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Tanner Appointed Associate Dean of Research & Faculty Development

Sept. 9, 2005

Dr. Terry S. Maness, dean of the Hankamer School of Business at Baylor University, announced the appointment of Dr. John F. (Jeff) Tanner to the position of Associate Dean for Research & Faculty Development.

"Jeff is well suited for this assignment," said Maness. "His passion for research and for dialogue within the faculty community will be especially relevant in this position."

In the new position, Tanner will give leadership to faculty development initiatives, identifying and deploying best practices in research and faculty development, overseeing the School's sabbatical and research leave programs, developing strategies and resources for grant writing, and developing faculty excellence initiatives. In addition, he will develop a faculty mentoring program, student research initiatives, and community extension programs. Tanner will also continue to teach in the Marketing Department.

"The processes of creating and sharing knowledge are the critical work processes in any university," said Tanner. "This opportunity to work with our faculty to improve those processes is very exciting and rewarding."

He is author or co-author of eleven books, including the best selling textbook, Selling: Building Partnerships and the leading relationship marketing text Business Marketing: Connecting Strategy, Relationships, and Learning. His books have been translated into several languages, and distributed in over 30 countries. The eleventh book, The Hard Truth About Soft Selling, co-authored with noted sales psychologist George Dudley, is due out this fall.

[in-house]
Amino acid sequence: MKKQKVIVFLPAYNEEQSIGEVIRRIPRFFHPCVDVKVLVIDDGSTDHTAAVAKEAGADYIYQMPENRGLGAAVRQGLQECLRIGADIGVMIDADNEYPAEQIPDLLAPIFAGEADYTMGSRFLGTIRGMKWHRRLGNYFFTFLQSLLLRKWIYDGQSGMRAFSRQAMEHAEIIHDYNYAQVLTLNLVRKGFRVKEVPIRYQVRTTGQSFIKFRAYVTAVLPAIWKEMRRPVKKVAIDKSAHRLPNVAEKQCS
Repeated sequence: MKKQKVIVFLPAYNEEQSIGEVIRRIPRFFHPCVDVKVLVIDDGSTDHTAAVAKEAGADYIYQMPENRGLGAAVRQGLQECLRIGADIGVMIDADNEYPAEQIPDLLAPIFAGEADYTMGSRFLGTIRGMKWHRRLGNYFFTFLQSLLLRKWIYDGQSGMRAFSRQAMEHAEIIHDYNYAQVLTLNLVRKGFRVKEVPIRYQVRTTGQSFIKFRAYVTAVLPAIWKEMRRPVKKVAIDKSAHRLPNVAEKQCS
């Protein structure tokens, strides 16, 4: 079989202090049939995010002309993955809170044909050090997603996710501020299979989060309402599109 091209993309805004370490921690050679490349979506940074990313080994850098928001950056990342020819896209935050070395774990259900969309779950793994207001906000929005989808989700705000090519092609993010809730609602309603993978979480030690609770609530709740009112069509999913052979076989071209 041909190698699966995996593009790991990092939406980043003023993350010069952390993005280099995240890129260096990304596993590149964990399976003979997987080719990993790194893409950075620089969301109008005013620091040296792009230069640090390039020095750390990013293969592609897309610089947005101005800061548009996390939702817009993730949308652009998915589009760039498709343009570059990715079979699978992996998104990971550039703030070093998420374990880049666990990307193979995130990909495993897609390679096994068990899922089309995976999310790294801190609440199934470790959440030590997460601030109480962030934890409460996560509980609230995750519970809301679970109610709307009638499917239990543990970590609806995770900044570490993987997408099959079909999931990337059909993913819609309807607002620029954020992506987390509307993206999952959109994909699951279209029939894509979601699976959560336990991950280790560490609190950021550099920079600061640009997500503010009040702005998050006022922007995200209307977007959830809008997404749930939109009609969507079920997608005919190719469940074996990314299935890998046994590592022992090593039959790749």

Tanner has published almost 60 research articles in academic journals such as the Journal of Marketing, Journal of Business Research, Journal of Public Policy & Marketing, and others. His research has won numerous awards, including "Best Paper of the Year" from the Journal of Personal Selling & Sales Management. Tanner studies the use of marketing to promote social agendas such as abstinence education, as well as more traditional sales research such as salesperson productivity.

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